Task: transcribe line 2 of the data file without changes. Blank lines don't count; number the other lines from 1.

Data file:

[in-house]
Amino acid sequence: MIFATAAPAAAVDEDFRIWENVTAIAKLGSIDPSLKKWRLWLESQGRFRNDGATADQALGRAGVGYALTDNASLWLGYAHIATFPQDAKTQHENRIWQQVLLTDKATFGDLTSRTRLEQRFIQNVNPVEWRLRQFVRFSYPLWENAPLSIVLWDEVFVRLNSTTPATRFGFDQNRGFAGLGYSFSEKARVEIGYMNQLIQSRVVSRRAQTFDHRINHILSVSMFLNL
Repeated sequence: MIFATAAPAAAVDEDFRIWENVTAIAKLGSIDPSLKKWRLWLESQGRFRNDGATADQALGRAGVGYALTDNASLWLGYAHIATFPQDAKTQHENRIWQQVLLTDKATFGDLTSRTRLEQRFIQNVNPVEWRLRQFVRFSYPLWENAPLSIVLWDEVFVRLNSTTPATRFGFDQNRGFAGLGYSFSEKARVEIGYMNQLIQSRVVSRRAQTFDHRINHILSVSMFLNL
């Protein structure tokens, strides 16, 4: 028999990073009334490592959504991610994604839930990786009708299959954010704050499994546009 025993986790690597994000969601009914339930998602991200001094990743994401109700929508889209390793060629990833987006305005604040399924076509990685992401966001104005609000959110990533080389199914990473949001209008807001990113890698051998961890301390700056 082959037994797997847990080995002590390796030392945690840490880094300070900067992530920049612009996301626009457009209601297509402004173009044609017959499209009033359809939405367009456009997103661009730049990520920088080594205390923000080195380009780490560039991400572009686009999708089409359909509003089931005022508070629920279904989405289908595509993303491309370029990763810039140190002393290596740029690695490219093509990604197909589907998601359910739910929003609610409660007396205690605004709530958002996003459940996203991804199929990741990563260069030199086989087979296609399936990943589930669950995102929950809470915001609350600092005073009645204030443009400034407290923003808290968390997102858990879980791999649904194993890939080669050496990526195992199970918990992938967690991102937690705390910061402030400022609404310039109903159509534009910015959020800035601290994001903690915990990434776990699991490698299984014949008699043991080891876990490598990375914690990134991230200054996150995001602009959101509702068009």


Amino acid sequence: MIFATAAPAAAVDEDFRIWENVTAIAKLGSIDPSLKKWRLWLESQGRFRNDGATADQALGRAGVGYALTDNASLWLGYAHIATFPQDAKTQHENRIWQQVLLTDKATFGDLTSRTRLEQRFIQNVNPVEWRLRQFVRFSYPLWENAPLSIVLWDEVFVRLNSTTPATRFGFDQNRGFAGLGYSFSEKARVEIGYMNQLIQSRVVSRRAQTFDHRINHILSVSMFLNL